Please note that this article was written in July, 2008 – a precis of his expenditure, as confirmed by the Fees Office, has been published on his website for the past two years and is available for you to inspect
Gale’s View - 9.7.2008.
I have for years believed that the existing system of parliamentary pay and allowances, widely misunderstood by the public, deliberately misrepresented by the press and exploited by a few has been long overdue for reform. Sadly, last week’s vote in the House of Commons is unlikely to put the matter to rest
In fact, Members of Parliament should not, in my view, be debating this issue at all. In accordance with an agreement entered into in 1983, we should have had our remuneration pegged to an appropriate Civil Service grade or "basket" of comparative salaries. Until we do that, and sort out once and for all what MPs should spend on offices, staff, travel, and accommodation in London, hacks whose salaries and expenses are legendary will continue to have a field day at the expense of the reputation of Parliament.
Most out-of-Town Members of Parliament find ourselves spending, when the House is sitting, three or four nights of each week in London. That is why we rent or buy houses or flats or choose to stay in clubs or hotels and it is for this purpose that the much-publicised Additional Costs Allowance is provided.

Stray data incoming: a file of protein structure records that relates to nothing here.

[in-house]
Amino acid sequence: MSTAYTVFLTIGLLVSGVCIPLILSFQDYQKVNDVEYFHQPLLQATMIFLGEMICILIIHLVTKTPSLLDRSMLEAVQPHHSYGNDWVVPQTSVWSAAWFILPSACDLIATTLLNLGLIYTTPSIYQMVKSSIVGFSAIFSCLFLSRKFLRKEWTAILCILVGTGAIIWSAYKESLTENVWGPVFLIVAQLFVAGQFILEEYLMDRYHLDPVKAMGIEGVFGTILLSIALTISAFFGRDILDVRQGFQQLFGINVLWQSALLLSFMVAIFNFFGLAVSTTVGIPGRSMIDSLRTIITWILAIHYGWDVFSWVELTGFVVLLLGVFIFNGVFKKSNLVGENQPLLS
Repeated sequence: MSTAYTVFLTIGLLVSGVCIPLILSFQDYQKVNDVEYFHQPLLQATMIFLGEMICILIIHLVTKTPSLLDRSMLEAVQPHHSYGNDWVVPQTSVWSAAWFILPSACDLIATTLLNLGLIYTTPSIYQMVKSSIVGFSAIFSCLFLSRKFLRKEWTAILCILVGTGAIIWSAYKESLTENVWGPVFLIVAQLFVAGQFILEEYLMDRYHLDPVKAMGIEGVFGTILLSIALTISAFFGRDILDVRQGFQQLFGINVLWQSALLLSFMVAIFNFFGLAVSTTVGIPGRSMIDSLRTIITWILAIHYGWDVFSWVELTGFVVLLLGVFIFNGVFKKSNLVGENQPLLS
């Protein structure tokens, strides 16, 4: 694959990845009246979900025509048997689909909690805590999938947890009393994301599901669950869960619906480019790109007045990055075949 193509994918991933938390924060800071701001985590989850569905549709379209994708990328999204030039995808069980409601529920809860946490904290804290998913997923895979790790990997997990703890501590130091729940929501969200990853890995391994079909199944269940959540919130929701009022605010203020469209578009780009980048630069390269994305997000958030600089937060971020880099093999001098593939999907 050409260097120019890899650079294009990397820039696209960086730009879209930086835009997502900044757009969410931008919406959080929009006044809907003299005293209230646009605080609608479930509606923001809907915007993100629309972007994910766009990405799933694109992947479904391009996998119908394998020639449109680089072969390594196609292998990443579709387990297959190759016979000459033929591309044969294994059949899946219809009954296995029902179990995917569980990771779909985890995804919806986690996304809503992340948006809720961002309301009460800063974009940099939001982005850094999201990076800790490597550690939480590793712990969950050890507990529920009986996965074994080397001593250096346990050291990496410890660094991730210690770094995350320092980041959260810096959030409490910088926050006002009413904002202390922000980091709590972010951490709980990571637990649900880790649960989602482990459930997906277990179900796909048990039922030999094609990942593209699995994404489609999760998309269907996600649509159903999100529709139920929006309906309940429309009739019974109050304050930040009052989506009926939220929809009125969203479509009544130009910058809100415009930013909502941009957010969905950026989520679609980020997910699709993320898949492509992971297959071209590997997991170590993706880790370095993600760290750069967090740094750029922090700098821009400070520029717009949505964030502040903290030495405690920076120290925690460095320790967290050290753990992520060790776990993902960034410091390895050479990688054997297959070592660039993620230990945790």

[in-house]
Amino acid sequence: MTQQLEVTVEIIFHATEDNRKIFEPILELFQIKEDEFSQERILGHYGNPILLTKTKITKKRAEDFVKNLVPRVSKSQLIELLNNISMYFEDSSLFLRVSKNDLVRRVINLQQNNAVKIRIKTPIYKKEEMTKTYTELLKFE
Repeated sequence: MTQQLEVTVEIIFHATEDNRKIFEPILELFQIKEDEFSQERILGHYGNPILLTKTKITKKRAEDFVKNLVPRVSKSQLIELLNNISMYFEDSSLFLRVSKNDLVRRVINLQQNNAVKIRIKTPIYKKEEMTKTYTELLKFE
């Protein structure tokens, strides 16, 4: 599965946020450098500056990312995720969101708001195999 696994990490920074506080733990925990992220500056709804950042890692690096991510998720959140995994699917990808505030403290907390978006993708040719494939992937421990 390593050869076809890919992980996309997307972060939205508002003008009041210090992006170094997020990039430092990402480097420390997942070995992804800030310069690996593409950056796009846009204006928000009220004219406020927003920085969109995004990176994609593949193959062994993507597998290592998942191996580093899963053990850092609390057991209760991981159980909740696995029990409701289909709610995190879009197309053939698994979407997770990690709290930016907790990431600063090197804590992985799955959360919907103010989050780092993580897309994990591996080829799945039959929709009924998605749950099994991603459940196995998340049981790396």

These days, and for several years now, I have rented a back room in a ground floor flat in Tooting, South London. Now that my three children have grown up and left home and with my wife, Suzy, based at our own house in Kent, the requirement for a flat in which to accommodate the family has passed. My accommodation in London is not glamorous but it is homely, congenial and more than adequate for my needs. It costs under £100 per week and even with gas, electricity, water, a contribution to Council Tax and ancillary costs thrown in represents, for the City, very good value. Accordingly I now use well under half of the ACA to which I am entitled.
Since moving to Tooting I have installed a fitted wardrobe and chest of drawers in order to allow for a little more cat-swinging space, I have had two power points and a thermostat for the radiator professionally fitted and I have bought a pair of heavily lined curtains to keep out the glare from the security light and the back of the oriental restaurant on the other side of the alleyway. All this has been done with the full and advance approval of the House of Commons Department of Finance and Administration and receipts for what is a one-off expenditure provided.
I have also purchased a television set.